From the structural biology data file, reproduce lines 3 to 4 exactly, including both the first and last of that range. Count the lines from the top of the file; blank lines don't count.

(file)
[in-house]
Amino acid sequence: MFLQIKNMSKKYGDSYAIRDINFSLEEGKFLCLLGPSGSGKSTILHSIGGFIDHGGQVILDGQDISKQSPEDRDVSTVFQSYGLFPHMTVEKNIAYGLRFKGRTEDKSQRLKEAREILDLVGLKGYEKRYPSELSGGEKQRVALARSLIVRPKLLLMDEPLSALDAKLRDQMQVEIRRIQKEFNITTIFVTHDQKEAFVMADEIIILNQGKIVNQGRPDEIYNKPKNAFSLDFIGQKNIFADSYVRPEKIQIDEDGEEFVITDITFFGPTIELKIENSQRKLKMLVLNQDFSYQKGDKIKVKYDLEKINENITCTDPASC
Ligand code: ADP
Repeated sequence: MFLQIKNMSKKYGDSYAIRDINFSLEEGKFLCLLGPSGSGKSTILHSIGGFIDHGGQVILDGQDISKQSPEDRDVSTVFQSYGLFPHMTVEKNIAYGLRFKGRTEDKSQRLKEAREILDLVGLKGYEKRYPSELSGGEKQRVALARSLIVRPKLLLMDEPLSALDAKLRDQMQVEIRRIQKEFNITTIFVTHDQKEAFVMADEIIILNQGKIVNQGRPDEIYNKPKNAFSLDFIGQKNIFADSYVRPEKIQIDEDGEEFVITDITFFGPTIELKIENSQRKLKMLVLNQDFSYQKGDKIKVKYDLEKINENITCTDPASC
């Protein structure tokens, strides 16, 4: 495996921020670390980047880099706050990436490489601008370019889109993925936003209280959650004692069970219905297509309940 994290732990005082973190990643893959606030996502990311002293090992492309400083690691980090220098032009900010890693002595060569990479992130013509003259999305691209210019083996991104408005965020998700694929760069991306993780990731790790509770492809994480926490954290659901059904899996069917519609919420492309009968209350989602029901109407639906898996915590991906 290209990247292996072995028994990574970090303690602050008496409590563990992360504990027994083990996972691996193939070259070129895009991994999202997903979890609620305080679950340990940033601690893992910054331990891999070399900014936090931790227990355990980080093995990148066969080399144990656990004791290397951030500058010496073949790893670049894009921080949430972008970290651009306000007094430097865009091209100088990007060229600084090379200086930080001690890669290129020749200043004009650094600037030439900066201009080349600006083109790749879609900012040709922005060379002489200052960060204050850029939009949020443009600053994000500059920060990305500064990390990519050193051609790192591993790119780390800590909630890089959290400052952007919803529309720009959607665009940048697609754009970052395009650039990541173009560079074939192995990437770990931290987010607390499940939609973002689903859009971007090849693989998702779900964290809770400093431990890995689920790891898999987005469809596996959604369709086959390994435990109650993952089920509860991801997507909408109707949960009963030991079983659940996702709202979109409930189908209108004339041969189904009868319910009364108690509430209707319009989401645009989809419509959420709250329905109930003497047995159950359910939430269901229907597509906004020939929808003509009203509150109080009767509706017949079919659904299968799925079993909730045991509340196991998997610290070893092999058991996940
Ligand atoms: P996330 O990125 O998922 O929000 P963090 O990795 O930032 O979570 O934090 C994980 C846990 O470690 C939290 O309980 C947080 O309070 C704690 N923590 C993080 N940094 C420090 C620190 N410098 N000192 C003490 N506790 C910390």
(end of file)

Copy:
Ligand code: ADP
Repeated sequence: MFLQIKNMSKKYGDSYAIRDINFSLEEGKFLCLLGPSGSGKSTILHSIGGFIDHGGQVILDGQDISKQSPEDRDVSTVFQSYGLFPHMTVEKNIAYGLRFKGRTEDKSQRLKEAREILDLVGLKGYEKRYPSELSGGEKQRVALARSLIVRPKLLLMDEPLSALDAKLRDQMQVEIRRIQKEFNITTIFVTHDQKEAFVMADEIIILNQGKIVNQGRPDEIYNKPKNAFSLDFIGQKNIFADSYVRPEKIQIDEDGEEFVITDITFFGPTIELKIENSQRKLKMLVLNQDFSYQKGDKIKVKYDLEKINENITCTDPASC